Triceratops belongs to a large family of dinosaurs known as the Ceratopsids. Ceratopsids lived during the Late Cretaceous Period. All Ceratopsids are quadrupeds with bony frills, horns, and beak-like mouths.
This specimen is a fragment of Triceratops bone, recovered on private land in South Dakota from the Hell Creek Formation. Sizes and shapes vary widely on this specimen but they are all about 0.75" to 1.5" (2cm-3cm) in length. The specimen is housed within a glass-topped riker display case. The case measures 4"x3"x1". A small information card is also included.
More About Triceratops
"The observed instances of periosteal reactive bone and healing fractures are consistent with such non-random trauma, and the elevated rates of abnormal bone morphology within the frill bones are consistent with predictions from modeling of horn-to-horn combat. This suggests that the cranial ornamentation of ceratopsids, particularly Triceratops, was not only for visual display but that the horns also had a real role in physical combat."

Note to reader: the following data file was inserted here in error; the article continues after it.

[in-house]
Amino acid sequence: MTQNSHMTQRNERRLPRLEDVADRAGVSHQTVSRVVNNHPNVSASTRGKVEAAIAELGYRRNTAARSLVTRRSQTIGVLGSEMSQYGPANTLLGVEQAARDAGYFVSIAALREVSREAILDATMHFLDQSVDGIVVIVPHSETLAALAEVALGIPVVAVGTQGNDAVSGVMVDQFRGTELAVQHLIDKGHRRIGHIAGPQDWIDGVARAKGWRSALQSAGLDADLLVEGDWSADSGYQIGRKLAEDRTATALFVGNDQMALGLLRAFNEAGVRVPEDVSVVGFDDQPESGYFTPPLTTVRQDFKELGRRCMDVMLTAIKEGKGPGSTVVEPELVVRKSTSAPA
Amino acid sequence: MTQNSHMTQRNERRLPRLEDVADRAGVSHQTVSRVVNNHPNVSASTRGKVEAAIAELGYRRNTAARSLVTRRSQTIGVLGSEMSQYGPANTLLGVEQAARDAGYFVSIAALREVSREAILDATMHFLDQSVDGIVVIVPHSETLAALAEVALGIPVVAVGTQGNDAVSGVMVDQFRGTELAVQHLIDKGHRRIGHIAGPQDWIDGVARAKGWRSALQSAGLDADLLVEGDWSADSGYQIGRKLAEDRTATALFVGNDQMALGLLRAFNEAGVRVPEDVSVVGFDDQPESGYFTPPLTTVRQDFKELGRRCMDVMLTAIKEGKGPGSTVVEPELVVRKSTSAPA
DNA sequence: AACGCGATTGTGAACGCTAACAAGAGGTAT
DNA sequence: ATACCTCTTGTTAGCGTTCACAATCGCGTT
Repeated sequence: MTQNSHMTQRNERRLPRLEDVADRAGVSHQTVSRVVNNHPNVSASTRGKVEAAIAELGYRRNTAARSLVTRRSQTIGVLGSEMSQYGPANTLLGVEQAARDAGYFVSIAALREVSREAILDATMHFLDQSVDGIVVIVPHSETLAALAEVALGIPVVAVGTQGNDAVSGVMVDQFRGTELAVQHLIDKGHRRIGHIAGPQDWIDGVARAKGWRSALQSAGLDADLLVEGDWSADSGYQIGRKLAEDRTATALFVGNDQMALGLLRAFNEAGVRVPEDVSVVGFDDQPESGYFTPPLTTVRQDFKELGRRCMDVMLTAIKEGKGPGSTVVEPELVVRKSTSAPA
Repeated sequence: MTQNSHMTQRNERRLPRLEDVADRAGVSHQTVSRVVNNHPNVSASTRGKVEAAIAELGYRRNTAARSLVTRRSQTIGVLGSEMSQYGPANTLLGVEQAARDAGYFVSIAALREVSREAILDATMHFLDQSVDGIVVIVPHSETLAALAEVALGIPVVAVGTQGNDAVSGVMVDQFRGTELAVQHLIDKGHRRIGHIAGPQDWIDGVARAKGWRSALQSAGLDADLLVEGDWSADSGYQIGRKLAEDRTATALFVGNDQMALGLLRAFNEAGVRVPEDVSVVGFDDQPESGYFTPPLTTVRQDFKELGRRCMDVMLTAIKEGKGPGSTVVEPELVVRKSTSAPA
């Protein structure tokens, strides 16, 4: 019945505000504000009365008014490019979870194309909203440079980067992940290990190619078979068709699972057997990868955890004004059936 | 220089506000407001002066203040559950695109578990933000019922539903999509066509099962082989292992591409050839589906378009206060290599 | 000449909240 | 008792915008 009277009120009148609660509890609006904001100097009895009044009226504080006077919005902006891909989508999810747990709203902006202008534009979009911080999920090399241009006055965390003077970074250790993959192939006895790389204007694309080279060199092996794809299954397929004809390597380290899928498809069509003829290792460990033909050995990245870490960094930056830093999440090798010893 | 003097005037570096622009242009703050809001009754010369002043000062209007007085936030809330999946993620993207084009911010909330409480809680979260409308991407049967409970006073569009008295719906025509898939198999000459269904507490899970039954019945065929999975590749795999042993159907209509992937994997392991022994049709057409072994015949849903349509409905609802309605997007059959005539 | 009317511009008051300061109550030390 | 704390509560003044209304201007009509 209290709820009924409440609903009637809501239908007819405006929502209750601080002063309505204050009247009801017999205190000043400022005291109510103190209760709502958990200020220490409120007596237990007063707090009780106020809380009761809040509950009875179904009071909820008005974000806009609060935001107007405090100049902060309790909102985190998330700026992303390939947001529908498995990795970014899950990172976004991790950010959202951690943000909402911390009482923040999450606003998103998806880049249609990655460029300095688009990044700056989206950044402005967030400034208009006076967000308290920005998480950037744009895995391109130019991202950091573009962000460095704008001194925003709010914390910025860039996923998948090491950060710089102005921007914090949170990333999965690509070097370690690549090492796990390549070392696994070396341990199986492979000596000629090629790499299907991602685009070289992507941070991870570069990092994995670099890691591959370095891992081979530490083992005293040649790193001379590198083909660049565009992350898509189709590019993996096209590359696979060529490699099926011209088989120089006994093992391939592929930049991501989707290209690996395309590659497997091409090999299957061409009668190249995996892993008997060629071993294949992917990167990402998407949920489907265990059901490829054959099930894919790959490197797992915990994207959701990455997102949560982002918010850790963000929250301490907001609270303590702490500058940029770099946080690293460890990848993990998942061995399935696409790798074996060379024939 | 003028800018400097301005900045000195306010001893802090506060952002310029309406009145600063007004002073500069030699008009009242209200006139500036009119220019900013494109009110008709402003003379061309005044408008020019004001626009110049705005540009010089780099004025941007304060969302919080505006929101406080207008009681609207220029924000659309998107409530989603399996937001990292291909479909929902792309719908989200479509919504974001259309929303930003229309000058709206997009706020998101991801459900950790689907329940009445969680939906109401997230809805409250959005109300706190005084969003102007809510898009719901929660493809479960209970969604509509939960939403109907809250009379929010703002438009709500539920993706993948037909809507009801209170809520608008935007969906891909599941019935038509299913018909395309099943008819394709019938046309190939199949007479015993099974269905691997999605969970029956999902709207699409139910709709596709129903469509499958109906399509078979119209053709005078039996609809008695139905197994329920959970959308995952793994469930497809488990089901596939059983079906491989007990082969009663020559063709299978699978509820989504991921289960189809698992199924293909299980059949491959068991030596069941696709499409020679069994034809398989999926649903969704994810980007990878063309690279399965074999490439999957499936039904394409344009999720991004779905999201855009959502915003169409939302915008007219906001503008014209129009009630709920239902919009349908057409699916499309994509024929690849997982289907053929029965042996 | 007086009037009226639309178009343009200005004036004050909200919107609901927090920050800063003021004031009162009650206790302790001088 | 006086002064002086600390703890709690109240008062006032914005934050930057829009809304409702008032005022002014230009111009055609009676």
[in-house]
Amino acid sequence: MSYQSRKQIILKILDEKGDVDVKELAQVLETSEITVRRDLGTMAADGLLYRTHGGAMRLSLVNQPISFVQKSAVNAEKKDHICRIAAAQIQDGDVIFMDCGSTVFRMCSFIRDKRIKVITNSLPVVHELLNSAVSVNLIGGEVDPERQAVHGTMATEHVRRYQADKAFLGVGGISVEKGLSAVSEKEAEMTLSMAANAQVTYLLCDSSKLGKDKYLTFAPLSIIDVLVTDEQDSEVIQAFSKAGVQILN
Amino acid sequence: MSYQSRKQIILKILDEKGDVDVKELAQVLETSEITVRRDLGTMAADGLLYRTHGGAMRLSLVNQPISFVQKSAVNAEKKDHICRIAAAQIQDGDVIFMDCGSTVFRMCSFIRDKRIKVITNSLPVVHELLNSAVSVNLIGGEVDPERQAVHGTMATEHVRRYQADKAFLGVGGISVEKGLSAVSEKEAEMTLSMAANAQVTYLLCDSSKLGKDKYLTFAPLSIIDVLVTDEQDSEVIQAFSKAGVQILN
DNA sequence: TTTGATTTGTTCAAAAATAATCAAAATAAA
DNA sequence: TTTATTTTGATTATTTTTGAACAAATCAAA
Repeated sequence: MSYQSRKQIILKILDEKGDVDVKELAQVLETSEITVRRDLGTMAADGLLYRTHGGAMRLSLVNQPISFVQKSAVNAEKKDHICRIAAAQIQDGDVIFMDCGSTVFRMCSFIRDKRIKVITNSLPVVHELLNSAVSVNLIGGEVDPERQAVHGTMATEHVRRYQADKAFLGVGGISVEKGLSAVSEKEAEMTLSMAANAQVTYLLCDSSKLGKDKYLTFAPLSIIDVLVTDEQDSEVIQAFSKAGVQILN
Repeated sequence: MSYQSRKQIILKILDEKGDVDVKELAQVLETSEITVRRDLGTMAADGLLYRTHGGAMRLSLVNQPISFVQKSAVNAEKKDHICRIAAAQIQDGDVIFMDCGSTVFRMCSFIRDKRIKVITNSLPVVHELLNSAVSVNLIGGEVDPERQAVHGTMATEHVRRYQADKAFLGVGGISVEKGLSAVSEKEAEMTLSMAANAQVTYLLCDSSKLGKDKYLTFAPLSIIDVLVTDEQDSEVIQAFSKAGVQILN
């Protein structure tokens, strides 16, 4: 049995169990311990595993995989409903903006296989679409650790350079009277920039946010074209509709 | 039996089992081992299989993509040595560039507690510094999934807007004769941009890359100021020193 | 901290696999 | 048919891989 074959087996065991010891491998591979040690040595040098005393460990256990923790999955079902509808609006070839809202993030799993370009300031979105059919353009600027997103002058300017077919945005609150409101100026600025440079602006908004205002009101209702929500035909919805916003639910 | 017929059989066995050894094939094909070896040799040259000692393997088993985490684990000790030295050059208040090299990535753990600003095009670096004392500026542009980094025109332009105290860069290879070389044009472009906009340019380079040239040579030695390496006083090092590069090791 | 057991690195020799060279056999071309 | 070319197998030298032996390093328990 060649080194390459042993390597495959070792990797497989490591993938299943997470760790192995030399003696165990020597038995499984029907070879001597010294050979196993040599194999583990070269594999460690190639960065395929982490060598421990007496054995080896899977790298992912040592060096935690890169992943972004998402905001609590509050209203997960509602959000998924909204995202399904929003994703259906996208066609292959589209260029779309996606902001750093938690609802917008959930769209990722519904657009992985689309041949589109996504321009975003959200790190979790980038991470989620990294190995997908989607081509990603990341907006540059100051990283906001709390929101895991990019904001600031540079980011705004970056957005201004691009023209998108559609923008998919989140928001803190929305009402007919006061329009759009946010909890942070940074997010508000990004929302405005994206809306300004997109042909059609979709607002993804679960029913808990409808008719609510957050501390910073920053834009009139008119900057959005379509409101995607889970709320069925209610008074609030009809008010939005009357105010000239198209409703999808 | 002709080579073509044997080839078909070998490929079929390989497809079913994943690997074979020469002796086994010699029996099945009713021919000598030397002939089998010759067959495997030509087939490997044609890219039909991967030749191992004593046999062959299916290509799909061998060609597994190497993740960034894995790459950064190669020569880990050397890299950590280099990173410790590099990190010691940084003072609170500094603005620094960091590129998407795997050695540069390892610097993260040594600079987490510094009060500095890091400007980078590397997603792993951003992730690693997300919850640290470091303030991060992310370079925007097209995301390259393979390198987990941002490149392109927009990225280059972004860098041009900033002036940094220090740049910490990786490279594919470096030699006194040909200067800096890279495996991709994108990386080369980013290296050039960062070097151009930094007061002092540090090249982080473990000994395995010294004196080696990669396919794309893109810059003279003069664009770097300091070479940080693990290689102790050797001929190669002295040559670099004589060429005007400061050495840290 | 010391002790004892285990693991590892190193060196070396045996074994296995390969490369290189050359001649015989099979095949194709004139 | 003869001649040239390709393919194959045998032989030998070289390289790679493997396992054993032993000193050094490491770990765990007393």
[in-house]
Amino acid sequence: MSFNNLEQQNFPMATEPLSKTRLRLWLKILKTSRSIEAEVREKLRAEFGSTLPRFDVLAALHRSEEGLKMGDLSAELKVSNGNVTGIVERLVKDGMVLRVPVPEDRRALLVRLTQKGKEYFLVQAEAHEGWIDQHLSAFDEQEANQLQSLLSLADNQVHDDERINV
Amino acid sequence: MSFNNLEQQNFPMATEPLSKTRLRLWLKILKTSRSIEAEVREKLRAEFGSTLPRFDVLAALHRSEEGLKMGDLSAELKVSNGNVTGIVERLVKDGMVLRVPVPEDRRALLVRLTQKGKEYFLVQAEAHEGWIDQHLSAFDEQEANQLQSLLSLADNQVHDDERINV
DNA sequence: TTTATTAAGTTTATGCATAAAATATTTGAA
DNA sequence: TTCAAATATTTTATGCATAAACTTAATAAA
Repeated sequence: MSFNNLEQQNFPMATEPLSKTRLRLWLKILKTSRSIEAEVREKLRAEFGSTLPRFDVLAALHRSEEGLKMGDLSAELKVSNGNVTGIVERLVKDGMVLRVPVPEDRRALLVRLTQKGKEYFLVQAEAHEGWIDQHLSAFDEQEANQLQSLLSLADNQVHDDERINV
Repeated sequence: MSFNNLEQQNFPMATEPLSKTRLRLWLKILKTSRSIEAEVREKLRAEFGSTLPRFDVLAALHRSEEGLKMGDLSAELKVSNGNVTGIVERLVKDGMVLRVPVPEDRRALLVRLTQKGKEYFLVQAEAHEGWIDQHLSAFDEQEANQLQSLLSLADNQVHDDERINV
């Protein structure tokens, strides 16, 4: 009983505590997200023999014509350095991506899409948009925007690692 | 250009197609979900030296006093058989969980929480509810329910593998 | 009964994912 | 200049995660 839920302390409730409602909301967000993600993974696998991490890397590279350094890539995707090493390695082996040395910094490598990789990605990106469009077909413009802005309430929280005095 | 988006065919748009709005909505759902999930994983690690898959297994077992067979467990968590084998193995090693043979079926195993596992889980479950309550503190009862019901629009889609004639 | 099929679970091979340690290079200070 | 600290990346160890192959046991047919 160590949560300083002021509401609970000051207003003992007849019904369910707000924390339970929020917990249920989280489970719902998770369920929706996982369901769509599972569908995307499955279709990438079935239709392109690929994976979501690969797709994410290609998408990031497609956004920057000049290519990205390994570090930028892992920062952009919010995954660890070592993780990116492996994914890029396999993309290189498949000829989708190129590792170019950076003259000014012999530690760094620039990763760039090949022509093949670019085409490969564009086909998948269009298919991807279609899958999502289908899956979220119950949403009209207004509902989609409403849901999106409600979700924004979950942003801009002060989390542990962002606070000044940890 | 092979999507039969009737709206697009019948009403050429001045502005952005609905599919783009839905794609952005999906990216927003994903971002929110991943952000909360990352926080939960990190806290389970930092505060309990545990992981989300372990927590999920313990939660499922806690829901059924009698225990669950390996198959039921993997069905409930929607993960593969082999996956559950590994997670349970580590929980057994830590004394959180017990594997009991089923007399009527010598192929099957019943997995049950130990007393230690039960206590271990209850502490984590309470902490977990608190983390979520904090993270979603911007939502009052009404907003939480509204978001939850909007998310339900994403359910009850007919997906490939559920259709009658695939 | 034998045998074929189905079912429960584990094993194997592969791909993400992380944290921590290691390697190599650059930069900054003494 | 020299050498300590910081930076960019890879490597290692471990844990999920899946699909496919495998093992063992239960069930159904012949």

~ Andrew A. Farke, Raymond M. Alf Museum of Paleontology "Evidence of Combat in Triceratops" (2009)
In adulthood, Triceratops measured 29ft (9m) long and 10ft (3m) tall, with the head comprising nearly one-third the overall length. Studies of the incidence of lesions in the cranium and frill suggest that the Triceratops used its horns in combat and the frill was an adaptation for protection. In other studies, it was found that about one-third of the adult horn was hollow at its base, thus making it unlikely that the horns would be used for combat when they could be easily damaged.
Assessments of progressive changes in horn orientation and shape during adolescence indicate the possible visual identification of juveniles, and eventually the onset of sexual maturity. Furthermore, the horns may have been important for sexual displays (sexual dimorphism) or even species recognition amid large herds.